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  • Understanding Different Family Communication Styles

    Communication is key in any type of relationship. Communication may be thought of with coworkers or friends, but the conversations that you have with your own family members are equally important.

    Even between family members, you still have to take the same approach in communicating with one another. Although you may have been raised under the same household guidelines, rules, and responsibilities, each person who makes up the family will bring their own personalities, opinions, wants, needs, morals, beliefs, and more to the table.

    Let’s learn more about different family communication styles.

    What Is a Family Communication Style?

    Family communication patterns theory is the idea that conversations that occur between family members have a pattern of conversational orientation and conformity orientation.

    Conversational orientation is the measure that considers how often family members communicate with one another, as well as how open they are with one another. Conformity orientation is the attitudes, beliefs, and values that may be passed on from a parent to their child.

    The idea behind family communication patterns theory is that there are four different family communication styles. Let’s examine the four different family communication patterns.

    1. The Consensual Family Communication Style

    The first type of family communication pattern is the consensual family type. The consensual family communication style involves high conversational as well as high conformity.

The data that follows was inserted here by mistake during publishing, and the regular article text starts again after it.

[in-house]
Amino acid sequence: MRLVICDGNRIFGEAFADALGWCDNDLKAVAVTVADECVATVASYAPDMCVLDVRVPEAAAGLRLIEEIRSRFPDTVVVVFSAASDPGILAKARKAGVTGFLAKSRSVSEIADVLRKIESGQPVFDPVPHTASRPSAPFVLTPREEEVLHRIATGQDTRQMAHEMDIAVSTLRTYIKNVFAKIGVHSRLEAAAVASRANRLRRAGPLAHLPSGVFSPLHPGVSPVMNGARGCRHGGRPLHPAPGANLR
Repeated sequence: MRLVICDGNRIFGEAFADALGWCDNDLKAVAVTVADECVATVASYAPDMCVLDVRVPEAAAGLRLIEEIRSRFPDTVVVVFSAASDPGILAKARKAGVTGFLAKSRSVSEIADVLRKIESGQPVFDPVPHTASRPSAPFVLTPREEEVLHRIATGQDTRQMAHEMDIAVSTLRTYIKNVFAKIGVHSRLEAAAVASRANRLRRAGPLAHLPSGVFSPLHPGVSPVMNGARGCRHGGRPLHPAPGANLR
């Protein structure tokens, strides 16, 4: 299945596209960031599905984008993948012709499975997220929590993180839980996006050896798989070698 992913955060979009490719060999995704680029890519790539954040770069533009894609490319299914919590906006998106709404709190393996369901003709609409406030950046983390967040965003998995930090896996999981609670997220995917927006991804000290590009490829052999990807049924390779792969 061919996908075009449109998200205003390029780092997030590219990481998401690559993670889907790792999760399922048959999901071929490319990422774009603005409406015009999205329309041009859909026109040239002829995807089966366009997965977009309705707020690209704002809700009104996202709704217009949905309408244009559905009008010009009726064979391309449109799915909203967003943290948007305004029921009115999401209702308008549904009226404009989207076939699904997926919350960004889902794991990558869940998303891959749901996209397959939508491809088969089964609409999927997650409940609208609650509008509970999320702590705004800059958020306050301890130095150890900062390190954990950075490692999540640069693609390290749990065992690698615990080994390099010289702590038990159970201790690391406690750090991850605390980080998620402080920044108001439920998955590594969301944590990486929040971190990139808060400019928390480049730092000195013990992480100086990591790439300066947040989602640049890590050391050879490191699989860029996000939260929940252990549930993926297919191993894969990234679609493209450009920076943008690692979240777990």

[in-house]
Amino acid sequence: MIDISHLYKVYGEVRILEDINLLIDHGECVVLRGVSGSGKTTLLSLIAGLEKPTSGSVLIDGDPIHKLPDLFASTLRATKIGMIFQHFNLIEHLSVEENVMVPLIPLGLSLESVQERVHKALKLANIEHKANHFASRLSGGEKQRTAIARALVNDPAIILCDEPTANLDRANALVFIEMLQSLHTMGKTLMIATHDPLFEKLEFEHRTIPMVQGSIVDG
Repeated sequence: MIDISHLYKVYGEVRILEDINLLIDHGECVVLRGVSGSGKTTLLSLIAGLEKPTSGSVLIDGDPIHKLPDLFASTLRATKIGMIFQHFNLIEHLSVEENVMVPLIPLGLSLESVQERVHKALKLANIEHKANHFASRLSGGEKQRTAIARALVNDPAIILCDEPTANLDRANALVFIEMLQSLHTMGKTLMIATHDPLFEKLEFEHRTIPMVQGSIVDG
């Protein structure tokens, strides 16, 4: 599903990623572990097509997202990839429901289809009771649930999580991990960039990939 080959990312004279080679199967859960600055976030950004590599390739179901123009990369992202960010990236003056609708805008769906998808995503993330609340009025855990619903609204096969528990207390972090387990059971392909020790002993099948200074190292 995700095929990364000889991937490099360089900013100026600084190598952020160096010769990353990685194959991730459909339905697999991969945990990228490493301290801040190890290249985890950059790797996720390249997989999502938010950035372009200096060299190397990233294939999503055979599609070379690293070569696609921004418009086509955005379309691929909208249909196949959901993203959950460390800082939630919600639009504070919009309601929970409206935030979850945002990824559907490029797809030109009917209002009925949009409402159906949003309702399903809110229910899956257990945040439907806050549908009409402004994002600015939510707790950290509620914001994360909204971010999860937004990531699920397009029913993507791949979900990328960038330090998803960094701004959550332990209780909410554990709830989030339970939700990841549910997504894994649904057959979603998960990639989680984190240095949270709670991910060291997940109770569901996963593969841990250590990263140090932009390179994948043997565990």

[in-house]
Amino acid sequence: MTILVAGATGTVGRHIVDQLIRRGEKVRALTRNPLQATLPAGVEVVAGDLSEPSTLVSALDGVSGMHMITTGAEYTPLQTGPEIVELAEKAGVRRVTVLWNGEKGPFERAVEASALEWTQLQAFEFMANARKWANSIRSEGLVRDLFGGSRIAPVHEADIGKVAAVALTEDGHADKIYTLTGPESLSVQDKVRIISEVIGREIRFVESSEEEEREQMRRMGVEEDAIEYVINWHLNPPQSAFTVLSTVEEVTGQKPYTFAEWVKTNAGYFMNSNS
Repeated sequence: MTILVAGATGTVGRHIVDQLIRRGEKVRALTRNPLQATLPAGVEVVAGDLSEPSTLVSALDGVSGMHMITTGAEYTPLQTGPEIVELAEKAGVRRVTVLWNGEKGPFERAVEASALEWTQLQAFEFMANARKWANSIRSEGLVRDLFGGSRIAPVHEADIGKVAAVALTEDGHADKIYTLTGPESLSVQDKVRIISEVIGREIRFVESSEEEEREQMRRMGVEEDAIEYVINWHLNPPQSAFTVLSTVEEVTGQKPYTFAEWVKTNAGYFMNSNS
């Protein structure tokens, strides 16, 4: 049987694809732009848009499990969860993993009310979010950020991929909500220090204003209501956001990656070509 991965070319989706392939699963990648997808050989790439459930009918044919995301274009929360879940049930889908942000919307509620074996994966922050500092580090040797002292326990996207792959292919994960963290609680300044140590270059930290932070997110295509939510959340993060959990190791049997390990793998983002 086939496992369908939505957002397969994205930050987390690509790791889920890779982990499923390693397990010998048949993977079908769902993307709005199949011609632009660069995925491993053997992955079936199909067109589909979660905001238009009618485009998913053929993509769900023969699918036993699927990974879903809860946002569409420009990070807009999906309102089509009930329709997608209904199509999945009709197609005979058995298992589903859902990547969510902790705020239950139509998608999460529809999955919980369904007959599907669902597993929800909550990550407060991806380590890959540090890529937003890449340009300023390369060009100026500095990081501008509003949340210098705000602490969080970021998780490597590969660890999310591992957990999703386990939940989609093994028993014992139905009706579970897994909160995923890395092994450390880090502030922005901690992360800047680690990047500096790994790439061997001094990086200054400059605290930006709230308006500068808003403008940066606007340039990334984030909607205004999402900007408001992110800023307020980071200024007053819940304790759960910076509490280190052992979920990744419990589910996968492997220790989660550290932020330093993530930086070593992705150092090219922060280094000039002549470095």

In this type of family dynamic, the parents make decisions for the family. Parents still show an acute interest in their children’s thoughts and feelings, even though they have the final say. Parents will be sure to provide an explanation and reasoning behind all decisions that are made. This way, their children have a better understanding of any decisions.

    While children may share similar beliefs and values in this type of communication style, conversations between family members are extremely important.

    2. The Pluralistic Family Communication Style

    A pluralistic family communication style involves high conversational and low conformity. This type of family dynamic involves open and honest communication.

    The parents won’t make any decisions for their children. Instead, they will actively encourage their entire family, kids included, to speak up and help make the decision together as a team.

    A benefit of this type of communication style is that children will have stronger decision-making and independence skills.

    3. The Protective Family Communication Style

    A protective family communication style involves low conversational and high conformity. This dynamic doesn’t involve a lot of communication with one another. Instead, parents are more concerned about their children obeying the rules that they have laid out for them. The parents will have the final say in any decisions that are being made and won’t feel obligated to explain themselves.

    4. The Laissez-Faire Family Communication Style

    The final family communication style is the laissez-faire style. This involves both low conversational and low conformity. In this family dynamic, there are fewer conversations between members of the family.

    This means that each member of the family will hold their own beliefs, values, and morals and make decisions for themselves. In a laissez-faire family, the members of the family aren’t as close compared to the other communication styles.

    If a child is raised in this type of environment, they may end up seeking additional support from a family friend or teacher instead of their own parents.

    Next Steps

    There isn’t exactly a right way to communicate between members of your own family. That’s why there are different styles and approaches. Communication is something that can constantly be improved upon. If you’re looking to improve communication on your own end and between members of your family, it’s not too late.

    Working with a mental health professional may be exactly what you and your family need to help you move forward into healthier communication with one another. Reach out today to set up a consultation and learn more about relationship counseling.